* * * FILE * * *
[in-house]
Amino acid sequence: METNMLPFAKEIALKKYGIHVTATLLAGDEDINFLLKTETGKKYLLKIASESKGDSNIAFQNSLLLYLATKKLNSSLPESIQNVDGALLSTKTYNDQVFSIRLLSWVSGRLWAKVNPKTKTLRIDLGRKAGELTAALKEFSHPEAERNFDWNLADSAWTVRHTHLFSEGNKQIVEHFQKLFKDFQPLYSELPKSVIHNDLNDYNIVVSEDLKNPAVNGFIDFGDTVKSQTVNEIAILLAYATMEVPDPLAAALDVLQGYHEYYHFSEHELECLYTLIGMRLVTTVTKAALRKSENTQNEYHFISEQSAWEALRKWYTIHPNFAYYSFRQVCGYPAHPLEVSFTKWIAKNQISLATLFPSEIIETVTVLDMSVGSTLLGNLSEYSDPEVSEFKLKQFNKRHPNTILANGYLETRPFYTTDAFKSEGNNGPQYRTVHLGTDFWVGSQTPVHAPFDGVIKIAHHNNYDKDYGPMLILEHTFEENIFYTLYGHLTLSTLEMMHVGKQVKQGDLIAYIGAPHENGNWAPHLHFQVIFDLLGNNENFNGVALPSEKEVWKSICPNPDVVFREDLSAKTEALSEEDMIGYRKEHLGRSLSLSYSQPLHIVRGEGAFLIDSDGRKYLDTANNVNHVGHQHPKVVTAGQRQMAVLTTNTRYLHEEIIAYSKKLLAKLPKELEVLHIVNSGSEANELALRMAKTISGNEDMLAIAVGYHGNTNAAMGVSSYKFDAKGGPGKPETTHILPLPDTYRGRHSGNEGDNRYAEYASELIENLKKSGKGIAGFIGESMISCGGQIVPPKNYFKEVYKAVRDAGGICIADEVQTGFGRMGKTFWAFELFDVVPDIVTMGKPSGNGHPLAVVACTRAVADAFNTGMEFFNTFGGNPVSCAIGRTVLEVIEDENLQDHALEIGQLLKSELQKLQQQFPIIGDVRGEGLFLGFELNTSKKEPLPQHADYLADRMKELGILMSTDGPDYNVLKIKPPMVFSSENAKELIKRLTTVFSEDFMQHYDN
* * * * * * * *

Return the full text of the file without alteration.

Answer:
[in-house]
Amino acid sequence: METNMLPFAKEIALKKYGIHVTATLLAGDEDINFLLKTETGKKYLLKIASESKGDSNIAFQNSLLLYLATKKLNSSLPESIQNVDGALLSTKTYNDQVFSIRLLSWVSGRLWAKVNPKTKTLRIDLGRKAGELTAALKEFSHPEAERNFDWNLADSAWTVRHTHLFSEGNKQIVEHFQKLFKDFQPLYSELPKSVIHNDLNDYNIVVSEDLKNPAVNGFIDFGDTVKSQTVNEIAILLAYATMEVPDPLAAALDVLQGYHEYYHFSEHELECLYTLIGMRLVTTVTKAALRKSENTQNEYHFISEQSAWEALRKWYTIHPNFAYYSFRQVCGYPAHPLEVSFTKWIAKNQISLATLFPSEIIETVTVLDMSVGSTLLGNLSEYSDPEVSEFKLKQFNKRHPNTILANGYLETRPFYTTDAFKSEGNNGPQYRTVHLGTDFWVGSQTPVHAPFDGVIKIAHHNNYDKDYGPMLILEHTFEENIFYTLYGHLTLSTLEMMHVGKQVKQGDLIAYIGAPHENGNWAPHLHFQVIFDLLGNNENFNGVALPSEKEVWKSICPNPDVVFREDLSAKTEALSEEDMIGYRKEHLGRSLSLSYSQPLHIVRGEGAFLIDSDGRKYLDTANNVNHVGHQHPKVVTAGQRQMAVLTTNTRYLHEEIIAYSKKLLAKLPKELEVLHIVNSGSEANELALRMAKTISGNEDMLAIAVGYHGNTNAAMGVSSYKFDAKGGPGKPETTHILPLPDTYRGRHSGNEGDNRYAEYASELIENLKKSGKGIAGFIGESMISCGGQIVPPKNYFKEVYKAVRDAGGICIADEVQTGFGRMGKTFWAFELFDVVPDIVTMGKPSGNGHPLAVVACTRAVADAFNTGMEFFNTFGGNPVSCAIGRTVLEVIEDENLQDHALEIGQLLKSELQKLQQQFPIIGDVRGEGLFLGFELNTSKKEPLPQHADYLADRMKELGILMSTDGPDYNVLKIKPPMVFSSENAKELIKRLTTVFSEDFMQHYDN